Ves also wanted the ranged option to be something other than an afterthought. Unfortunately, that was difficult if he wanted a weapon that could pack a punch while simultaneously keep the mech light enough to maintain its mobility. His experience with the Caesar Augustus and the Marc Antony taught him that a pair of mid-powered laser cannons did not kill opponents fast enough, so for a ranged option he also needed a weapon that packed a punch.
This was very difficult to deal with. As the time limit grew closer, Ves felt a little anxiety infect his mood, which he absolutely did not want. He took a small break from tinkering and refreshed his mind by having a small meal and taking care of his bathroom needs. Once he exited the toilets, he regained sufficient calm that he was able to focus on envisioning his desired mech again.
He thought up a bold idea when he took a leak. It would test his jury rigging as well has many of his other skills, but if it worked, the mech could gain a short-term ranged kill capability.
As ballistic weapons weighed too much and missile weapons lasted too short, Ves chose to take a pair of high powered laser rifles as his weapon of choice. The rifles the junk pile offered packed a lot of punch, but were prone to overheating and gobbled up energy like there was no tomorrow.
The first thing he did was strip their stock, optical sight and other useless doodads. Then he took a pile of light armor plating and crafted a rectangular shell around the rifle as protection. He then stuffed as much energy cells as possible within the casing, and linked it all to the rifle as its primary energy source.
He then took a pair of turreted ballistic cannons, cut off their swivels and crudely welded the armored laser cannons onto it. After that, he installed the slightly over-sized pair of boxes onto his new mech's shoulders. The mech had reached its limits in terms of weight, but the shoulder-mounted laser rifles offered substantial firepower at a distance as long as they didn't overheat.
Ves spent the remainder of the time refining the coordination between the different parts. He especially had to recheck the programming of the swivels, and made sure that it acted according to the characteristics of energy weapons instead of ballistic weaponry. As his strange, crude Frankenstein of a mech came into being, he attracted a fair amount of unflattering attention.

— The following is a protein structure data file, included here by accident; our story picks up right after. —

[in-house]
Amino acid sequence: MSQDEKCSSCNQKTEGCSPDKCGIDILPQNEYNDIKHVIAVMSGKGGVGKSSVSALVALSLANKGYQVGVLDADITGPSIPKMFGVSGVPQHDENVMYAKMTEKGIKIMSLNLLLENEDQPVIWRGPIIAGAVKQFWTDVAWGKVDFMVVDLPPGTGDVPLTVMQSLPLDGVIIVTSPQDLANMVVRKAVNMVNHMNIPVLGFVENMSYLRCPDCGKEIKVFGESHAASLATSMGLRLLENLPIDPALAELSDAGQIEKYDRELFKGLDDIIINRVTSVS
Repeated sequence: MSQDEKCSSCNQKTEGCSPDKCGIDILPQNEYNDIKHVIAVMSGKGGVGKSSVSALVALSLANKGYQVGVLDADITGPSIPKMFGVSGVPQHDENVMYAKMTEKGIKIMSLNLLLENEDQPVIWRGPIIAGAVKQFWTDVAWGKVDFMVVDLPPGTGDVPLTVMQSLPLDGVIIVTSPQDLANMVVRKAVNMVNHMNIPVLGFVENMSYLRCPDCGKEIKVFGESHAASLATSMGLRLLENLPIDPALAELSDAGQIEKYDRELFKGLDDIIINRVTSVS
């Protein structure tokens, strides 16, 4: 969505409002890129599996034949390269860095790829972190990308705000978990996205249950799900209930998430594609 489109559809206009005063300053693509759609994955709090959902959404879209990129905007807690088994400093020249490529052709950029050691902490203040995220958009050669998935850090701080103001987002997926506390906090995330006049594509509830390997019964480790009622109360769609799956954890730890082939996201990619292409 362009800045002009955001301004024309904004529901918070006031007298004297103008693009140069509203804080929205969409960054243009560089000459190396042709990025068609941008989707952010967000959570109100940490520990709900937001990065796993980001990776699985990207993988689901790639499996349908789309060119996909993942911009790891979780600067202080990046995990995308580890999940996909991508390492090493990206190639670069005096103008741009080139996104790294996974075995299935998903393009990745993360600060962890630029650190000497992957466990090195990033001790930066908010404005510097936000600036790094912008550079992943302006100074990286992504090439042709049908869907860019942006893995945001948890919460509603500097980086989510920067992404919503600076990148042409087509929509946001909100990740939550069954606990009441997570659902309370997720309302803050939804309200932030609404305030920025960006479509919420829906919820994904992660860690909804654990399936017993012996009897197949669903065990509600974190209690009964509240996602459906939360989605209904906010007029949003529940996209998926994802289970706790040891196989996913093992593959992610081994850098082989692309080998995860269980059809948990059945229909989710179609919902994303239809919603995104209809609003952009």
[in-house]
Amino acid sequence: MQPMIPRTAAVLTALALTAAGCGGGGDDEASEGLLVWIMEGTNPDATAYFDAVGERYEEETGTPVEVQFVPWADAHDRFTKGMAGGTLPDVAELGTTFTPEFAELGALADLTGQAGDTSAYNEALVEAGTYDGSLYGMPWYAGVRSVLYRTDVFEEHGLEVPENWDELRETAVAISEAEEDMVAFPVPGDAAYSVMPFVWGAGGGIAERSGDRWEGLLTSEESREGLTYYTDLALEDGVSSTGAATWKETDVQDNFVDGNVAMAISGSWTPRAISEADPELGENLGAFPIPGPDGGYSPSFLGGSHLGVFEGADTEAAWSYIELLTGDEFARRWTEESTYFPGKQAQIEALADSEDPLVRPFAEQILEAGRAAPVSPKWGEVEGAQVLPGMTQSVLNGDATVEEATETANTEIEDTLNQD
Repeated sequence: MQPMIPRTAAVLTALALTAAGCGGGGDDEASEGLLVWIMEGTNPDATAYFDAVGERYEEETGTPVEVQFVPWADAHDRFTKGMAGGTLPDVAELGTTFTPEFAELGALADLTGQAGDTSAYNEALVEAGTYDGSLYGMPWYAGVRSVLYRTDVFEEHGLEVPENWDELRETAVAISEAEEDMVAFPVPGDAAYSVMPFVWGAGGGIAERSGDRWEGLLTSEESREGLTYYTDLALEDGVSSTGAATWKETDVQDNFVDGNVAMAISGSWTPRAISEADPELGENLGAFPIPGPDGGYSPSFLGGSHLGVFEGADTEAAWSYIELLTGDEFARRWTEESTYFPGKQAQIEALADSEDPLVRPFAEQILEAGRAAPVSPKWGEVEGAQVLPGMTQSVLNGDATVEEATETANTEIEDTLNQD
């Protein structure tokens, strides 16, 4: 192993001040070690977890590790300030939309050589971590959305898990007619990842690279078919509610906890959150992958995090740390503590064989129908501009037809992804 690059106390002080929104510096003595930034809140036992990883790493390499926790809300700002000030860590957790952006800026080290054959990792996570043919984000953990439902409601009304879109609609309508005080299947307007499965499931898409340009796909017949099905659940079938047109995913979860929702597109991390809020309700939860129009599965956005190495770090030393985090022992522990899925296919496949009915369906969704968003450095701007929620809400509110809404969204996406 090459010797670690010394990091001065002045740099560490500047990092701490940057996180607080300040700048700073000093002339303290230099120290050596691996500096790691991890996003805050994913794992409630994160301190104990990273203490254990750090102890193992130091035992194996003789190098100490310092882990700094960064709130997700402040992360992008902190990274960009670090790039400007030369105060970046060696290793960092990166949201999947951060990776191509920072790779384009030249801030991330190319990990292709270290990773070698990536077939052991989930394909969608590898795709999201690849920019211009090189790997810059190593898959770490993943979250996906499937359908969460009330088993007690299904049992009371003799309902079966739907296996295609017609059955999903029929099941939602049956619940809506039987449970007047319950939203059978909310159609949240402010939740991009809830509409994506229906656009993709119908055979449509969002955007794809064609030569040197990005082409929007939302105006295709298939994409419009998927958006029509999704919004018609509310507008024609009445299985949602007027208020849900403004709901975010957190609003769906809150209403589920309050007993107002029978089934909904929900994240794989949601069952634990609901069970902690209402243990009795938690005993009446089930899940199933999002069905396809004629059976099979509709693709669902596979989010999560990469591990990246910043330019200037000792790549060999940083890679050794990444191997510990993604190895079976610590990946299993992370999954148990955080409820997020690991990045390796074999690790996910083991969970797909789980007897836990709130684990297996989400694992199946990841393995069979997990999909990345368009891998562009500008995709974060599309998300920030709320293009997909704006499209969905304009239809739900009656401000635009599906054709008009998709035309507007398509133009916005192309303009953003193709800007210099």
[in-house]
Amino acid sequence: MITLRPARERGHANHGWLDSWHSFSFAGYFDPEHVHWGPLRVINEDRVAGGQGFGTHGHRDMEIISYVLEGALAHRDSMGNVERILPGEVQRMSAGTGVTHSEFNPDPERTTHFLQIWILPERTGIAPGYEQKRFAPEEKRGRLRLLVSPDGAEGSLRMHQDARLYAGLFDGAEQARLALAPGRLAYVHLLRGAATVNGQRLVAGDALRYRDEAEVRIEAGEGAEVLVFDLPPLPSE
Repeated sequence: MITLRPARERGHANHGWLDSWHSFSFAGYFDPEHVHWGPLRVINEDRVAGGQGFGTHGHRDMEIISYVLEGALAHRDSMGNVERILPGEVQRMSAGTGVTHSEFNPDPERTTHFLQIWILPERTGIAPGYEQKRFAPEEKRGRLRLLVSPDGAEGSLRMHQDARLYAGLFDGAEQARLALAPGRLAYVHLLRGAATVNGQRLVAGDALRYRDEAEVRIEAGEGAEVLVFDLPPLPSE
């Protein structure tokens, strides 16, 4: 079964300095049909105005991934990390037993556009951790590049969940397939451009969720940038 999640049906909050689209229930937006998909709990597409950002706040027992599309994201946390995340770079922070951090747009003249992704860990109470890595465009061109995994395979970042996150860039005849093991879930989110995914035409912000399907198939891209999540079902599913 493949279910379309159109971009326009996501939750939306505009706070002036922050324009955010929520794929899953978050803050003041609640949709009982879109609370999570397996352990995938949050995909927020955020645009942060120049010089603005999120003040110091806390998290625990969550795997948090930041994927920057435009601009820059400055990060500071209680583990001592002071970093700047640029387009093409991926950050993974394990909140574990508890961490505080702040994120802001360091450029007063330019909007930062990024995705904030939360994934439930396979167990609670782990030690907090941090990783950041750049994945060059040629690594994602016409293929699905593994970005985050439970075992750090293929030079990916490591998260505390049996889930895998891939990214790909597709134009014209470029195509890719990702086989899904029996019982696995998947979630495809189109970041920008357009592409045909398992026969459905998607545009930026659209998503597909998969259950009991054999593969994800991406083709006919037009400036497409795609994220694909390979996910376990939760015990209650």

"Compared to the elegant lines of Patricia's mech, this boy's work is a total mess."
"I don't know why he even bothers with the runty wings. It's not like the mech's going to fly in the first place with all that weight."
Ves took no notice of the jeers. He knew his mech better than anyone else. The mech would work as advertised, at least for the duration of the gauntlet. Alongside its formation, Ves tried to keep his intent focused on one single concept, and he felt he did a decent job with all the limitations surrounding this contest. He wasn't able to fabricate the parts by hand, and most of them were also designed for mechs fulfilling different purposes. Such a disparate gathering of parts might even nullify the X-Factor entirely.
"I'm taking a big gamble here, but I'm confident I'm not wrong in taking this route."
His strange mech married a humanoid upper form with a pair of raptor legs and some limited flight capabilities, so he named it the Drake. The mech carried his hopes of a victory in the qualifiers, and therefore allow him to come up to the big stage tomorrow where he could gather plenty of attention. Enough to attract a customer, Ves hoped.
"Time is almost up. Please finalize your designs."